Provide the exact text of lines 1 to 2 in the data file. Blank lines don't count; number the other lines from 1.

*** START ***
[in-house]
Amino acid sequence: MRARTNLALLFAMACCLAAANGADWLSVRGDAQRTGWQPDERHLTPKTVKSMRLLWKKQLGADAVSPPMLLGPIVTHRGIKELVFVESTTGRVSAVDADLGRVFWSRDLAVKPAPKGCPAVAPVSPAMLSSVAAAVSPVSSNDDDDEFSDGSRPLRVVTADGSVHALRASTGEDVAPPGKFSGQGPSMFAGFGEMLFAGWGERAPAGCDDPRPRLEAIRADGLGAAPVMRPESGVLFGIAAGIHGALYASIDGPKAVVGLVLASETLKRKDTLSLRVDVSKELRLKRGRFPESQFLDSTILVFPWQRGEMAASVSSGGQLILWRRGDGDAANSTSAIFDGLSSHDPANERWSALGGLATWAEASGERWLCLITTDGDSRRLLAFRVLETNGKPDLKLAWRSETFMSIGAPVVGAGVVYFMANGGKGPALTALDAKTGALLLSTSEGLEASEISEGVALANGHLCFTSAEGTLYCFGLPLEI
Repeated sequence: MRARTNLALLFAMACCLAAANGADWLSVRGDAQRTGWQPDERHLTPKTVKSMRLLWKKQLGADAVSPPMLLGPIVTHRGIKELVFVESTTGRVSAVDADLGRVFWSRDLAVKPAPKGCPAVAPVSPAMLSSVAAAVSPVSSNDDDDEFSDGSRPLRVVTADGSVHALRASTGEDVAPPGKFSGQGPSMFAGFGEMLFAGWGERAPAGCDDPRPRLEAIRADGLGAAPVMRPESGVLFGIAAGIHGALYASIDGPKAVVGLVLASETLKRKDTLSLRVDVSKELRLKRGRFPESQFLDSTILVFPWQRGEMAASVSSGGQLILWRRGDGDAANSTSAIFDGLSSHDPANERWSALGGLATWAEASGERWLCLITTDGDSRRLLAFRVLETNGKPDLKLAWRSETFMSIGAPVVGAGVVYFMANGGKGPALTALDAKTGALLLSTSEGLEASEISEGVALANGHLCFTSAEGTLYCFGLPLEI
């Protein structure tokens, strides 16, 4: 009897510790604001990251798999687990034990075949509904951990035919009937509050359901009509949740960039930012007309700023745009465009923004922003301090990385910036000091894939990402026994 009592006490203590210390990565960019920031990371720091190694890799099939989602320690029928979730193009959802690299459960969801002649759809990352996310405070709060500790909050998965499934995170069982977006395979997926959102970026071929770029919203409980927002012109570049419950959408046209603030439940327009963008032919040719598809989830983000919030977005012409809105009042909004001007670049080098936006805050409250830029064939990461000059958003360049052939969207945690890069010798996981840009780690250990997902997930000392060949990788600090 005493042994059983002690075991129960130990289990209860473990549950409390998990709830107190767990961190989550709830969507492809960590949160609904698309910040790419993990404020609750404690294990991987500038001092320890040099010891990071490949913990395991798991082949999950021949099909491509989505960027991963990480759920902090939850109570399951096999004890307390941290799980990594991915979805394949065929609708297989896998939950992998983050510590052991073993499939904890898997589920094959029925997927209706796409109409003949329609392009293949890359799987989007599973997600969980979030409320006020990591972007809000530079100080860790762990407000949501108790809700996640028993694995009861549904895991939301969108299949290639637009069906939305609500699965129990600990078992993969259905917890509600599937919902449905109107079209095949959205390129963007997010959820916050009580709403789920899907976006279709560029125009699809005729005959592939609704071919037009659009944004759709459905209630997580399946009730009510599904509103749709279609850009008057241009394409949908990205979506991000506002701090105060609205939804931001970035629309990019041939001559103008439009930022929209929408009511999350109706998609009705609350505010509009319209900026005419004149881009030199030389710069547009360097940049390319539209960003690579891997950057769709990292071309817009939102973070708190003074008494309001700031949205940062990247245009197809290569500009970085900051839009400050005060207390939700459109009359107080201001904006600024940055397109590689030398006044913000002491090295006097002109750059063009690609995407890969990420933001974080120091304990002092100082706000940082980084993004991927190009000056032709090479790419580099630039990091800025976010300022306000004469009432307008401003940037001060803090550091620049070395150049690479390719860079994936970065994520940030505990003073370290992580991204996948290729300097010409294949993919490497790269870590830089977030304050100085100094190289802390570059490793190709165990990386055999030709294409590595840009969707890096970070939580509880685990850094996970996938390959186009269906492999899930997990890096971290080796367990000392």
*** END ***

[in-house]
Amino acid sequence: MRARTNLALLFAMACCLAAANGADWLSVRGDAQRTGWQPDERHLTPKTVKSMRLLWKKQLGADAVSPPMLLGPIVTHRGIKELVFVESTTGRVSAVDADLGRVFWSRDLAVKPAPKGCPAVAPVSPAMLSSVAAAVSPVSSNDDDDEFSDGSRPLRVVTADGSVHALRASTGEDVAPPGKFSGQGPSMFAGFGEMLFAGWGERAPAGCDDPRPRLEAIRADGLGAAPVMRPESGVLFGIAAGIHGALYASIDGPKAVVGLVLASETLKRKDTLSLRVDVSKELRLKRGRFPESQFLDSTILVFPWQRGEMAASVSSGGQLILWRRGDGDAANSTSAIFDGLSSHDPANERWSALGGLATWAEASGERWLCLITTDGDSRRLLAFRVLETNGKPDLKLAWRSETFMSIGAPVVGAGVVYFMANGGKGPALTALDAKTGALLLSTSEGLEASEISEGVALANGHLCFTSAEGTLYCFGLPLEI